On Saturday the Sustainable Living Arts School hosted the “Garden Now for Fresh Food Year Round: A Winter Garden Course”. Heather Johnstone was the teacher.
I’ve organized a couple of learning parties with Heather over the last few months- one on starting seeds, one transforming a patio into an edible garden- and we’re hoping to do one on home brewing soon. She organizes the annual permaculture meet-up on Cortes Island which in just two years has become the highlight of my winter months. She was at Abundant Food in the City: An Urban Permaculture Workshop with Gregoire. She also hired me to do a strategic plan for the Edible Garden Project, which she coordinates on the North Shore. (They’re a fabulous, smart and incredibly productive organization that grows and collects home-grown produce and distributes it those in need.) So I guess it’s safe to say we’re colleagues, and that alone makes me proud of this last year’s work.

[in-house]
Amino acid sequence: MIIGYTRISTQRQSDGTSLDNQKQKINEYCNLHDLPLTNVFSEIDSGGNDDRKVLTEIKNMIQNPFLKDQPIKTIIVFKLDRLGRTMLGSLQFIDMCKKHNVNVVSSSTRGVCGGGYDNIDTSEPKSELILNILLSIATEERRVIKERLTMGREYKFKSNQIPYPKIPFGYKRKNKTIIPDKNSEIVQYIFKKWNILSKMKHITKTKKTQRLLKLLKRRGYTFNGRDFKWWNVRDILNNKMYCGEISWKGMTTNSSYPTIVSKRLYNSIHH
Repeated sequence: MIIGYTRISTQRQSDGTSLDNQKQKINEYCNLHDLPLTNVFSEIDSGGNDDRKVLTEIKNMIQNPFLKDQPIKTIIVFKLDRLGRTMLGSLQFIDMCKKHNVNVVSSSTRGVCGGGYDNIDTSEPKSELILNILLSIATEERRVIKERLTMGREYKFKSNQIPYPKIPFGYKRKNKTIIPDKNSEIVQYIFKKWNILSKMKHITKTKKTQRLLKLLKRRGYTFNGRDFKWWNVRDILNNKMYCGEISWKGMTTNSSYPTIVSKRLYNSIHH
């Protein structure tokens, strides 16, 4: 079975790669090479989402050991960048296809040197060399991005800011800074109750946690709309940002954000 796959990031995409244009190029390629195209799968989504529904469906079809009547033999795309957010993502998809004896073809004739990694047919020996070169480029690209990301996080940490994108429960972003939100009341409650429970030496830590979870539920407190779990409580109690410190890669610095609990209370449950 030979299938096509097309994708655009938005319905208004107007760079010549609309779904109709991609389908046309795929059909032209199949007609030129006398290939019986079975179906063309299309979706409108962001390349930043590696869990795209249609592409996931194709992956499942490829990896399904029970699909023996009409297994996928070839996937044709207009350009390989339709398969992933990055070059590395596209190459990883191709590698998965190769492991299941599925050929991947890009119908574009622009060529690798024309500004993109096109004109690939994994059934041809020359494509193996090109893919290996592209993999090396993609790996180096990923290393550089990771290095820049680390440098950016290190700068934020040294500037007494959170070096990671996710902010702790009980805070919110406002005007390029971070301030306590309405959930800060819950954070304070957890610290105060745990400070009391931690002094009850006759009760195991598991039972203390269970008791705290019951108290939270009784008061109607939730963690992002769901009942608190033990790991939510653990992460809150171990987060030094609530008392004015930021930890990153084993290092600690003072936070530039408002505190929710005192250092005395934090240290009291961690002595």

What’s really thrilling about this organizing work with the Sustainable Living Arts School is that I get to organize learning parties for what I want to learn, with teachers that I want to learn from. Heather repeatedly joked on Saturday about her “lazy gardening” or her refusal to buy supplies. Why collect kale seeds when you can let them dry on the plant and then shake them around the garden? Why can vegetables when you can ferment them in some salt-water for 1/4 the work? Why slave over jam when you can freeze some strawberries on trays and dump them in bags for treats all winter long? Why buy lumber when you can salvage wood from the old fence being torn down across the street?
There’s an awful lot of productivity in this laziness of course. But what there isn’t at all is any of that manic Martha perfectionism which paralyzes me. There’s also almost no shopping involved which is delightful and rare. The emphasis with Heather is on the joy of growing and figuring stuff out, on hacking your way through, and on eating, drinking and celebrating what you make.